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I've been working on a safe inserting method for a while, and I think I've found a pretty secure way to do this. Would you CRitters mind taking a look at it and maybe give me some tips to improve my script?

function dbRowInsert($table, $data) {
   require_once('../config.inc.php');

     $buildData = null;
     $countLoop = 1;

     foreach($data as $field) {
          $sep = ($countLoop!=count($data) ? ',' : '') ;
      if((int)$field == $field) {
        $buildData .= (int)$field . $sep;
      } else {
        $buildData .= '"' .mysqli_real_escape_string($conn, (string)$field) . '"' . $sep;
      }
      $countLoop++;
     }

   $fields = array_keys($data);

   mysqli_query($conn, "INSERT INTO" . $table . "(`" . implode('`, `', $fields) . "`)
                        VALUES('" . $buildData . "')");
}
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  • 1
    \$\begingroup\$ No Overflowers around here. Just CRitters. \$\endgroup\$ – RubberDuck Jun 25 '15 at 13:45
  • 2
    \$\begingroup\$ @RubberDuck Ah well, CRitters than ;) \$\endgroup\$ – Peurr Jun 25 '15 at 13:49
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It looks like you're trying to create a generic INSERT function to put any data into the given table based on an array, securely.

Since you're using mysqli_ a better approach might be to use bound parameters.

It's not really "good practice" to require your config file in the function (I'm assuming it'll be pulled in anyway), it would be better to pass your $conn variable (which I assume is a mysqli object) into the function.

I'd also structure $data so that it's an associative array of fields to values, for example (as a sort of theoretical person insert). This means your values are bound to the field names within that array which makes a foreach loop less error prone.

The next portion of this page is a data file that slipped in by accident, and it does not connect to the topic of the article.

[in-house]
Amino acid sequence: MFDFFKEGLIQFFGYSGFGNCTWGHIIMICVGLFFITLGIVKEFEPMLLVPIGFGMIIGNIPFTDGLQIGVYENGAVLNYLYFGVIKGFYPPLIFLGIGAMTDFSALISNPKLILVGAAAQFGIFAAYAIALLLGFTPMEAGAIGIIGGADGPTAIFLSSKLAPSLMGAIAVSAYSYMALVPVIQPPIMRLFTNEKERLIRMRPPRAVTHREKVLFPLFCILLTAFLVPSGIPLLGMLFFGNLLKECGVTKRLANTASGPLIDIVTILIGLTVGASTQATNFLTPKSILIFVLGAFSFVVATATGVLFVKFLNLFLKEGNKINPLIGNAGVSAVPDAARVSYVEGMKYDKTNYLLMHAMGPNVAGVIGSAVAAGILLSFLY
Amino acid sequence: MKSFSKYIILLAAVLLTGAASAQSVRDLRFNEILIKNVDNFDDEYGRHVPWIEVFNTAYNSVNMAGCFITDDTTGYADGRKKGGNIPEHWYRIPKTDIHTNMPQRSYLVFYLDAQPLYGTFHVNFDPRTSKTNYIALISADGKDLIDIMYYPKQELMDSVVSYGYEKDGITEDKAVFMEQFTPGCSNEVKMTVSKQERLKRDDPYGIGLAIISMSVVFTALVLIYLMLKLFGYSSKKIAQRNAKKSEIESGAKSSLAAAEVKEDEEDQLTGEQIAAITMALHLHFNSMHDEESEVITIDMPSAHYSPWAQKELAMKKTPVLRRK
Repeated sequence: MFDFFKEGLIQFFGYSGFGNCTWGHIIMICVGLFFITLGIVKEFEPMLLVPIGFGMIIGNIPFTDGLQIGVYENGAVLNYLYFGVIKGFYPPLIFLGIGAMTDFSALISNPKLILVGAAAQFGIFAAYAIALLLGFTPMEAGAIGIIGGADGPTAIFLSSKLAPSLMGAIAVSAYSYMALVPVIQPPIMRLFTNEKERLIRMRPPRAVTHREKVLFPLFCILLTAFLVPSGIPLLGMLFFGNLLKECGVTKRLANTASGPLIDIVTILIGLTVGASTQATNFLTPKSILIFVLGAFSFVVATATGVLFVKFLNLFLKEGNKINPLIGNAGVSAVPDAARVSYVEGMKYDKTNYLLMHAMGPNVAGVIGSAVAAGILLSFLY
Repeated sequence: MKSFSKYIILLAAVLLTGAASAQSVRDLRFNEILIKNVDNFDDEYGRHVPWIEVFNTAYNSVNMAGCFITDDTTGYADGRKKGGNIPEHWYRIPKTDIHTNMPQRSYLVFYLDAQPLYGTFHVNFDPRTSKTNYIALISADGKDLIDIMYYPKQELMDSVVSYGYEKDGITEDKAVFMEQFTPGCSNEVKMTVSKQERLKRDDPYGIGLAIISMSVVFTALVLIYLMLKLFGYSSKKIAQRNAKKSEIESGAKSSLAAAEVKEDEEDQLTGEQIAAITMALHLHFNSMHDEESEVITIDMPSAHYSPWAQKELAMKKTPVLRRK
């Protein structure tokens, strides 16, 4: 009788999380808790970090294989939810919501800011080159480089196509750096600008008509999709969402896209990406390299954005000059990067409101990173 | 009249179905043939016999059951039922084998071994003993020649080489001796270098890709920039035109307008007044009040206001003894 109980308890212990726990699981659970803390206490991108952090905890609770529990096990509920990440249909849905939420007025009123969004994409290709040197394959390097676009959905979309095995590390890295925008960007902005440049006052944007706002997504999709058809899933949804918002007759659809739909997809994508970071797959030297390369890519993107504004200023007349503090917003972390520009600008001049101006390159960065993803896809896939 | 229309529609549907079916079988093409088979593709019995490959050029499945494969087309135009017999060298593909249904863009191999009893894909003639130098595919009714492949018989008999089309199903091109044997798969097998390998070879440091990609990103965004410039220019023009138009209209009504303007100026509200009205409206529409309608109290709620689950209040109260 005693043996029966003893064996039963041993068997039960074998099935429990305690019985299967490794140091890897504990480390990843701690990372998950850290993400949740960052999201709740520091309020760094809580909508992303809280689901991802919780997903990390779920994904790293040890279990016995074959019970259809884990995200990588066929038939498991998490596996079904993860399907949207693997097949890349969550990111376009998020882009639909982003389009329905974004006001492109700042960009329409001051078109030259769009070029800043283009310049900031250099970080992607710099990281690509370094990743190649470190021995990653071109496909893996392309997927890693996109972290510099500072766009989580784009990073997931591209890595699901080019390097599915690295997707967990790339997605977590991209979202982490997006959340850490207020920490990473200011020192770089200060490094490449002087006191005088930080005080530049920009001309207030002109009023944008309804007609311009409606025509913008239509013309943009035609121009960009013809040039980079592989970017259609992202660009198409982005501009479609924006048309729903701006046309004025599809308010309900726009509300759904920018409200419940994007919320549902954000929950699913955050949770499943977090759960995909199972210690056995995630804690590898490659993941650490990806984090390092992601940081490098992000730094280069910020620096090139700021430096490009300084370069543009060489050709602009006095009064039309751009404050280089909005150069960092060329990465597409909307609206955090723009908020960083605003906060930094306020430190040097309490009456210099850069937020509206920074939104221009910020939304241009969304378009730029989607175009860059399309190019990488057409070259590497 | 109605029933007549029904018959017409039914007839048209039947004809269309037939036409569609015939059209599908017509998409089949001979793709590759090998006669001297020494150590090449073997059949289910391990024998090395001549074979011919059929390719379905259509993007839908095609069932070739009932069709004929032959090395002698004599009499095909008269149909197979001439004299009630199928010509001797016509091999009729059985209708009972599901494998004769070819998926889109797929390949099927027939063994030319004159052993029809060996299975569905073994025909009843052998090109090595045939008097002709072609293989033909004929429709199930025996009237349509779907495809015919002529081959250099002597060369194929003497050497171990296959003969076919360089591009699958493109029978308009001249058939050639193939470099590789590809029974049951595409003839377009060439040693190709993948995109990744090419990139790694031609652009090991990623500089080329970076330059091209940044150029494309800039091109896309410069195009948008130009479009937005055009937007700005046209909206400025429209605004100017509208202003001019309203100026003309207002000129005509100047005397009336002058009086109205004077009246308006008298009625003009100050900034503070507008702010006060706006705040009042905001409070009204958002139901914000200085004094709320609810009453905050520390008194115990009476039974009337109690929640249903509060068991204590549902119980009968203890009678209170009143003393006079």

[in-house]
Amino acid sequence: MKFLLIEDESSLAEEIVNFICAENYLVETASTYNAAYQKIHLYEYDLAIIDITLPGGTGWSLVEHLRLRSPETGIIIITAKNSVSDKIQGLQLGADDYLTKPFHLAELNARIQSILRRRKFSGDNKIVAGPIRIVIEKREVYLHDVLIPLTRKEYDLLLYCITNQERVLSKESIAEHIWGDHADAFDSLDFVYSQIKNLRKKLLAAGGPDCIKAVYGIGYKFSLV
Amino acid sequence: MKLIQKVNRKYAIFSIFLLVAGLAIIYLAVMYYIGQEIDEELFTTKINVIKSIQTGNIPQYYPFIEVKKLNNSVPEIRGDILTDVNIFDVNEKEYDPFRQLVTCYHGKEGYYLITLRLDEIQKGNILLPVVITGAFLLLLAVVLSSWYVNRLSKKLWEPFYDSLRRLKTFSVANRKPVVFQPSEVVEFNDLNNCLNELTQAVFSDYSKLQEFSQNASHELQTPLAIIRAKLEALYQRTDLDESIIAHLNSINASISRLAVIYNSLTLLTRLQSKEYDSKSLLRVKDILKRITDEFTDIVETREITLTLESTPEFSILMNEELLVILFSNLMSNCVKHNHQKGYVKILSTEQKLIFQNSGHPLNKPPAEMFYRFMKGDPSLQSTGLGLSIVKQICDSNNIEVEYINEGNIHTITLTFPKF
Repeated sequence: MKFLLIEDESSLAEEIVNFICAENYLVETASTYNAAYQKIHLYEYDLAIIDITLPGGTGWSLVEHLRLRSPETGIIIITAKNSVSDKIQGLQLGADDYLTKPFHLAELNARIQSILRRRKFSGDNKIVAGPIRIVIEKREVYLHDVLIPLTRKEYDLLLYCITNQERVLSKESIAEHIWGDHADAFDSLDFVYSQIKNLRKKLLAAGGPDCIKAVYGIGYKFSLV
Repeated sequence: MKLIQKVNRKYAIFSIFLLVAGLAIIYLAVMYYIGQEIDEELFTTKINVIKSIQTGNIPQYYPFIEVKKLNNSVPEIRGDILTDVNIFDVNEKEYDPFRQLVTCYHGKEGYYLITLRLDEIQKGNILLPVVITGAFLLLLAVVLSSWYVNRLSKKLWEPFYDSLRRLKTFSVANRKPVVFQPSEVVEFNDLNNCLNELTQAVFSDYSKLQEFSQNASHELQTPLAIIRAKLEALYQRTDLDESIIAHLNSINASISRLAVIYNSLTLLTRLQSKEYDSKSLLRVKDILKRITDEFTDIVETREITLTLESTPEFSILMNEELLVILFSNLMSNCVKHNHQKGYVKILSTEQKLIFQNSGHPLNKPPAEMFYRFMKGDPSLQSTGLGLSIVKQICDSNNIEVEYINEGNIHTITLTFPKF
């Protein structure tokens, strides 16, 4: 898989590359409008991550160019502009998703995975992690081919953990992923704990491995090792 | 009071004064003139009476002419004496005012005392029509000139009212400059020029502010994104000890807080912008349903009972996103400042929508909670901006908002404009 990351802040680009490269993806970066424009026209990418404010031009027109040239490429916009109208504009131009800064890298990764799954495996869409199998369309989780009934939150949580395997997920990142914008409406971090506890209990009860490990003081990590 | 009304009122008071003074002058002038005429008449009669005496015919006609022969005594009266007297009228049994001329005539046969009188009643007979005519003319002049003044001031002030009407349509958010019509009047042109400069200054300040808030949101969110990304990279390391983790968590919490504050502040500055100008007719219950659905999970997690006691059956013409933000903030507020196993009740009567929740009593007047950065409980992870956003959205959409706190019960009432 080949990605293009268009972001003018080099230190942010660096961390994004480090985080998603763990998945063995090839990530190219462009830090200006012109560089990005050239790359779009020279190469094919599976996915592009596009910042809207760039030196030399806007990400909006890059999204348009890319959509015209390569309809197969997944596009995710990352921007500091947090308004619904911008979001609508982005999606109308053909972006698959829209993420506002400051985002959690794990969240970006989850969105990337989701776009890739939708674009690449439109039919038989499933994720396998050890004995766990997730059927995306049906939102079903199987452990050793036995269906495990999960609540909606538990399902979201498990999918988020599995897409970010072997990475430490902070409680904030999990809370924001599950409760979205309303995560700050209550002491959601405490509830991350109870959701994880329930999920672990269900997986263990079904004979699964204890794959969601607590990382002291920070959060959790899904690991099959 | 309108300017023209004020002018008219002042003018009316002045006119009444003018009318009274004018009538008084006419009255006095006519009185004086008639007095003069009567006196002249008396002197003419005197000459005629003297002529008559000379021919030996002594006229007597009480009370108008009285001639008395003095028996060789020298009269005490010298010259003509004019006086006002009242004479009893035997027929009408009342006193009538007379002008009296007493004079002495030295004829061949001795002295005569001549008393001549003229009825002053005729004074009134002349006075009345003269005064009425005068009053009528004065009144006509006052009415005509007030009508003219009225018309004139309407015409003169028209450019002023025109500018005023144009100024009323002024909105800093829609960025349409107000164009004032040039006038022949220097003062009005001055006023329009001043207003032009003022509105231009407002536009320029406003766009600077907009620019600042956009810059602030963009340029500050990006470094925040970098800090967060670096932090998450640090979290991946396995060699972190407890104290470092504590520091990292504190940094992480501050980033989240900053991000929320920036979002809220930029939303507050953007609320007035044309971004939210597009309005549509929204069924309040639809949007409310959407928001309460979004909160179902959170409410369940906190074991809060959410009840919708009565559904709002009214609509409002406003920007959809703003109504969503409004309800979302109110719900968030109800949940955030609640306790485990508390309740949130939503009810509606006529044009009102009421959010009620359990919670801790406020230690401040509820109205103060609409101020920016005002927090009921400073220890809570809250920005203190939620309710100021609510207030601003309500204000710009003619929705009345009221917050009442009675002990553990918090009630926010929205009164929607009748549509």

$data = array(
    'forename' => "Fred",
    'surname' => "Bloggs",
    'email' => "fred.bloggs@example.com"
);

You'd have to have done any validation checks beforehand of course (making sure that the email is valid for instance).

Now your function could be written:

function dbRowInsert($conn, $table, array $data) {
    $fieldInsert = "";
    $valueInsert = "";
    $valueTypes = "";

    //array for bound parameters
    $paramData = array();

    //loop through the fields
    foreach($data as $fieldName => &$fieldData) {

        //SQL inserts
        $fieldInsert .= "{$table}.{$fieldName}, ";
        $valueInsert .= "?, ";

        //determine the data types for the bound parameters
        if(is_float($fieldData)) { $valueTypes .= "d"; }
        elseif(is_int($fieldData)) { $valueTypes .= "i"; }
        else { $valueTypes .= "s"; }

        //push the field data to the bound parameters array (by reference)
        $paramData[] = &$fieldData;
    }

    //trim the trailing ", " that will have been left
    $fieldInsert = substr($fieldInsert, 0, -2);
    $valueInsert = substr($valueInsert, 0, -2);

    //prepend the bound parameters array with the data types string
    array_unshift($paramData, $valueTypes);

    //prepare the statement
    $stmt = $conn->prepare("INSERT INTO {$table} ({$fieldInsert}) VALUES ({$valueInsert})");

    //error trapping
    if(!$stmt) { throw new Exception("Failed to prepare statement - ERR: {$conn->error}", E_USER_ERROR); }

    //call_user_func_array wouldn't be necessary with PDO as 
    //you could bind parameters one at a time in the loop
    call_user_func_array(array($stmt, 'bind_param'), $paramData);

    //execute ... and relax
    $stmt->execute();
}

It looks a bit longer but is has the following advantages:

  1. it uses a prepared statement
  2. the parameters are bound by type so it'll not be attempting to escape integers as strings for instance

The biggest problem is that it's using mysqli_ which doesn't have a nice way to bind parameters (or values) to the statement when you have an unknown number of parameters to bind ... hence the ugly call_user_func_array usage.

This could easily be mitigated by using PDO rather than mysqli_ though.

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